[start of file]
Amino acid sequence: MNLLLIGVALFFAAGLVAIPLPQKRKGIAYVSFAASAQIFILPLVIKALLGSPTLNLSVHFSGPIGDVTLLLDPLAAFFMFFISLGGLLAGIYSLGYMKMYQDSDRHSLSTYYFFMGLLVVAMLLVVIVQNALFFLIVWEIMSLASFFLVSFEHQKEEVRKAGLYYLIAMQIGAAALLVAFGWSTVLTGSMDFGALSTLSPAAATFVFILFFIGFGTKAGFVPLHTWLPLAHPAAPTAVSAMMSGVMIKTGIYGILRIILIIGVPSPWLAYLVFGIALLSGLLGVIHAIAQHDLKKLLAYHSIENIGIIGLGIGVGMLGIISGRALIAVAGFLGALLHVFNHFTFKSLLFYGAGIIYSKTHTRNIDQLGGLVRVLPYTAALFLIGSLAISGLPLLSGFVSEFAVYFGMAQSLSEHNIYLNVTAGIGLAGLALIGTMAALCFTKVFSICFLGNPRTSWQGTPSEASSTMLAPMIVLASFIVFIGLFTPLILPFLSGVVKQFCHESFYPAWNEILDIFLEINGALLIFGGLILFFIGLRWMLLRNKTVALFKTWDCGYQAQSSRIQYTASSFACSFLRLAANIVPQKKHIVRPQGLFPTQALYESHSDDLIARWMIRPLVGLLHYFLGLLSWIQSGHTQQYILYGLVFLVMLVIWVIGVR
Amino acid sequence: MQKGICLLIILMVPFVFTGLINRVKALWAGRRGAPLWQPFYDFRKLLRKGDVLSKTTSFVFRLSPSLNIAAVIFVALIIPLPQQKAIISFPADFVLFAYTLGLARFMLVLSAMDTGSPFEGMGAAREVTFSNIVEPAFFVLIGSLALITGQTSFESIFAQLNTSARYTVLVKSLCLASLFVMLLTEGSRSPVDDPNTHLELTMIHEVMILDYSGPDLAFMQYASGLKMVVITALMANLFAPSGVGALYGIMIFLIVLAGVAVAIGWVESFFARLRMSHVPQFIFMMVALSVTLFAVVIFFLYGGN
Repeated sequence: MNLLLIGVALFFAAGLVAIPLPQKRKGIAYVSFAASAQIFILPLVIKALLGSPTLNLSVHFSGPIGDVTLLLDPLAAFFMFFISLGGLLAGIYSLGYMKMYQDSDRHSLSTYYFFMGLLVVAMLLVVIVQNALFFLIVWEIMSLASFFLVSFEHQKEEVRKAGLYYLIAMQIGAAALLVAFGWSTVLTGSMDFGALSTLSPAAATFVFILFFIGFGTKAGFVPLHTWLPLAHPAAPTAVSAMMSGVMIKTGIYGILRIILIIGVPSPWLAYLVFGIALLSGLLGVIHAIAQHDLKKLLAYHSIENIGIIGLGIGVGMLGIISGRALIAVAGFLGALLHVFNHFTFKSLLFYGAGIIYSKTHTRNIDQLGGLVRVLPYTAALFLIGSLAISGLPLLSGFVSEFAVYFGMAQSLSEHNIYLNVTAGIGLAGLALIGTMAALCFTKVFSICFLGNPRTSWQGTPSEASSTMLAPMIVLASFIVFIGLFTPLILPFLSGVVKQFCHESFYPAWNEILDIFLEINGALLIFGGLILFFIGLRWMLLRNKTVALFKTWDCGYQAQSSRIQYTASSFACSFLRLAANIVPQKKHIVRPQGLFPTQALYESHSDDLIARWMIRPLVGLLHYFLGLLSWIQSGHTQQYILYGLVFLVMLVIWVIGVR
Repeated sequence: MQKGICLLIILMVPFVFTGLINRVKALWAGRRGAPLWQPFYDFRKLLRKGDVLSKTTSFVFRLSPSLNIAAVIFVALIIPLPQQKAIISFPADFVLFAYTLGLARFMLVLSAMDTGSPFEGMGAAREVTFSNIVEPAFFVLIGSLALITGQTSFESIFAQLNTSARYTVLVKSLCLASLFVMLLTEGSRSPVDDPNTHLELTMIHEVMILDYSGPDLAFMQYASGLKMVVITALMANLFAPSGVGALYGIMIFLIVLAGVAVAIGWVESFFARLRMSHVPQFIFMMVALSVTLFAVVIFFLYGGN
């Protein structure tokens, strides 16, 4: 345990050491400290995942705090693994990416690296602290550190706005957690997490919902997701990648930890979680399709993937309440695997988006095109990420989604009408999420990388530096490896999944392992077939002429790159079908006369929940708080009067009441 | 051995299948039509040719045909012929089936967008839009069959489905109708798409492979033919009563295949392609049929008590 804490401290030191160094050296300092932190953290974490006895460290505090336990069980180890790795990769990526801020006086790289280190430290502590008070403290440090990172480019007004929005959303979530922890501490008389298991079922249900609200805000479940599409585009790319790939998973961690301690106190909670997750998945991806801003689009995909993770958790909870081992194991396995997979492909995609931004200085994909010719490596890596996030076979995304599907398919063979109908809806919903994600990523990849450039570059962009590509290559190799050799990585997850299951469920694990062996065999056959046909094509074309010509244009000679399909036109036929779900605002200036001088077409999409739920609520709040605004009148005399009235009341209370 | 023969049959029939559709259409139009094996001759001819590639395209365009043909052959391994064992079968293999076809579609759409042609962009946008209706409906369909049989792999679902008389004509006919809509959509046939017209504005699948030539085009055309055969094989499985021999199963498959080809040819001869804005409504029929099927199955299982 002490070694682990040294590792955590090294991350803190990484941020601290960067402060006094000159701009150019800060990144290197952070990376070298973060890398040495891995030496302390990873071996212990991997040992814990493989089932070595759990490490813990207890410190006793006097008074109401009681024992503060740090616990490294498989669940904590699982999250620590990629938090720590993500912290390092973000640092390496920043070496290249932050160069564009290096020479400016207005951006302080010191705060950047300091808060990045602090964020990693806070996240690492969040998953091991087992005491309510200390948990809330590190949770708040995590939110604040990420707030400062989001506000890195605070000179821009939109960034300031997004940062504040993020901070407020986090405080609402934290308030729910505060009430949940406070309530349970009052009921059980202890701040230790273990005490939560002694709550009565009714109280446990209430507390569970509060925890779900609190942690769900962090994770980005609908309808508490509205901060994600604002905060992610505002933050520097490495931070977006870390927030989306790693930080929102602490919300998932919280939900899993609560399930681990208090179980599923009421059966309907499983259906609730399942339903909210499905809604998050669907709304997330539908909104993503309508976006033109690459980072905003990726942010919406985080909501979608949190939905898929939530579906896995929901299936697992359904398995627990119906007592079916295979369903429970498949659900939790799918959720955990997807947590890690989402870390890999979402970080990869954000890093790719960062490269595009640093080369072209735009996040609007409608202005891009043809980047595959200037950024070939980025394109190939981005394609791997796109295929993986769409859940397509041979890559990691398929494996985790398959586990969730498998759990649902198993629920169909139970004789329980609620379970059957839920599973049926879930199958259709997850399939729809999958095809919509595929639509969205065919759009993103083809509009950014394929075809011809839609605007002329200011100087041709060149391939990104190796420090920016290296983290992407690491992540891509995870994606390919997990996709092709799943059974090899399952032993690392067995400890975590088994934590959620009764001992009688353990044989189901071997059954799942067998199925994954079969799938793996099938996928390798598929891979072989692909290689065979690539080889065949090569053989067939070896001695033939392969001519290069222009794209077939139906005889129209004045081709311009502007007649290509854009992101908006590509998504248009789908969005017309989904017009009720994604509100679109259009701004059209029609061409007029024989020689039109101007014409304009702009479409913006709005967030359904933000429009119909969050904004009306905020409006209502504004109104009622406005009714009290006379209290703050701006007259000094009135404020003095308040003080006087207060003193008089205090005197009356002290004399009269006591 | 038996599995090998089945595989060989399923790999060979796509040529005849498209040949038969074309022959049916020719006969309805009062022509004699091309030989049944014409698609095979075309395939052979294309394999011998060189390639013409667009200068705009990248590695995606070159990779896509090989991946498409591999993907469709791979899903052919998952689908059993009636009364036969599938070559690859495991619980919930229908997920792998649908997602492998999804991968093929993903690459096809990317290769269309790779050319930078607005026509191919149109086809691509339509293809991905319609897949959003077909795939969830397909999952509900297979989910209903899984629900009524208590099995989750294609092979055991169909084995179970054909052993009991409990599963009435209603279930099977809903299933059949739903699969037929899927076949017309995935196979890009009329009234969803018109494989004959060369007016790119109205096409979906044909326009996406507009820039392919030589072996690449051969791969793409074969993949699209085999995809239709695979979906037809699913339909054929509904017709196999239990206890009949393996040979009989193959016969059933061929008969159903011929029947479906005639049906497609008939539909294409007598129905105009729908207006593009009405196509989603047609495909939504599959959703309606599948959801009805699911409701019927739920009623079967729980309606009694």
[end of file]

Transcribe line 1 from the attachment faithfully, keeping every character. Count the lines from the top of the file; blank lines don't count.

Amino acid sequence: MNLLLIGVALFFAAGLVAIPLPQKRKGIAYVSFAASAQIFILPLVIKALLGSPTLNLSVHFSGPIGDVTLLLDPLAAFFMFFISLGGLLAGIYSLGYMKMYQDSDRHSLSTYYFFMGLLVVAMLLVVIVQNALFFLIVWEIMSLASFFLVSFEHQKEEVRKAGLYYLIAMQIGAAALLVAFGWSTVLTGSMDFGALSTLSPAAATFVFILFFIGFGTKAGFVPLHTWLPLAHPAAPTAVSAMMSGVMIKTGIYGILRIILIIGVPSPWLAYLVFGIALLSGLLGVIHAIAQHDLKKLLAYHSIENIGIIGLGIGVGMLGIISGRALIAVAGFLGALLHVFNHFTFKSLLFYGAGIIYSKTHTRNIDQLGGLVRVLPYTAALFLIGSLAISGLPLLSGFVSEFAVYFGMAQSLSEHNIYLNVTAGIGLAGLALIGTMAALCFTKVFSICFLGNPRTSWQGTPSEASSTMLAPMIVLASFIVFIGLFTPLILPFLSGVVKQFCHESFYPAWNEILDIFLEINGALLIFGGLILFFIGLRWMLLRNKTVALFKTWDCGYQAQSSRIQYTASSFACSFLRLAANIVPQKKHIVRPQGLFPTQALYESHSDDLIARWMIRPLVGLLHYFLGLLSWIQSGHTQQYILYGLVFLVMLVIWVIGVR